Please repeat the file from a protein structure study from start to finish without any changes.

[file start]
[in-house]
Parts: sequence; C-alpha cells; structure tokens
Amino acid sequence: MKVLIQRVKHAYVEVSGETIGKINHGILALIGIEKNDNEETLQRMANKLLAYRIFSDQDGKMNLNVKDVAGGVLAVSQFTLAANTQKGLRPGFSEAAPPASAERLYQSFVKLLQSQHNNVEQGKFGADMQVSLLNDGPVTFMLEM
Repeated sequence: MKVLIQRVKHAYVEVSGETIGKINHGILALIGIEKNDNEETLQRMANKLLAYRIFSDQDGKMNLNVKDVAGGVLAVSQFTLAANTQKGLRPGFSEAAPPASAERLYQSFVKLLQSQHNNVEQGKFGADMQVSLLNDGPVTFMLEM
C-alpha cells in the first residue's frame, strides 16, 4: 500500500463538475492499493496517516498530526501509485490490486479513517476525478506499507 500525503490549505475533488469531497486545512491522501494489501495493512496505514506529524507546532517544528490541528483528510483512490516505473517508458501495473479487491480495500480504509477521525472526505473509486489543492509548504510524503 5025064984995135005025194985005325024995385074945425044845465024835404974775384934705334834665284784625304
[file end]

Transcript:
[in-house]
Parts: sequence; C-alpha cells; structure tokens
Amino acid sequence: MKVLIQRVKHAYVEVSGETIGKINHGILALIGIEKNDNEETLQRMANKLLAYRIFSDQDGKMNLNVKDVAGGVLAVSQFTLAANTQKGLRPGFSEAAPPASAERLYQSFVKLLQSQHNNVEQGKFGADMQVSLLNDGPVTFMLEM
Repeated sequence: MKVLIQRVKHAYVEVSGETIGKINHGILALIGIEKNDNEETLQRMANKLLAYRIFSDQDGKMNLNVKDVAGGVLAVSQFTLAANTQKGLRPGFSEAAPPASAERLYQSFVKLLQSQHNNVEQGKFGADMQVSLLNDGPVTFMLEM
C-alpha cells in the first residue's frame, strides 16, 4: 500500500463538475492499493496517516498530526501509485490490486479513517476525478506499507 500525503490549505475533488469531497486545512491522501494489501495493512496505514506529524507546532517544528490541528483528510483512490516505473517508458501495473479487491480495500480504509477521525472526505473509486489543492509548504510524503 5025064984995135005025194985005325024995385074945425044845465024835404974775384934705334834665284784625304